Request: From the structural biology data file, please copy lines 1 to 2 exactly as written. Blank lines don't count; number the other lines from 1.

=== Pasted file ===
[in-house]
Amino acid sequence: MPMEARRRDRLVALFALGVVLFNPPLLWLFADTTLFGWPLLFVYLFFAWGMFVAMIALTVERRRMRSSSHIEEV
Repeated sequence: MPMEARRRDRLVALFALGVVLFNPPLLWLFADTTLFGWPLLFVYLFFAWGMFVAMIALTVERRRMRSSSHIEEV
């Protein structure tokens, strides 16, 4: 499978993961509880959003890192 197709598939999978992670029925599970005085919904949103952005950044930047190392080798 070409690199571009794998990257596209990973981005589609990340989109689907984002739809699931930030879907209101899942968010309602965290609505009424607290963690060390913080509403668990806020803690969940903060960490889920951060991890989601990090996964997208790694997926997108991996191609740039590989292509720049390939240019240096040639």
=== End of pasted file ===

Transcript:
[in-house]
Amino acid sequence: MPMEARRRDRLVALFALGVVLFNPPLLWLFADTTLFGWPLLFVYLFFAWGMFVAMIALTVERRRMRSSSHIEEV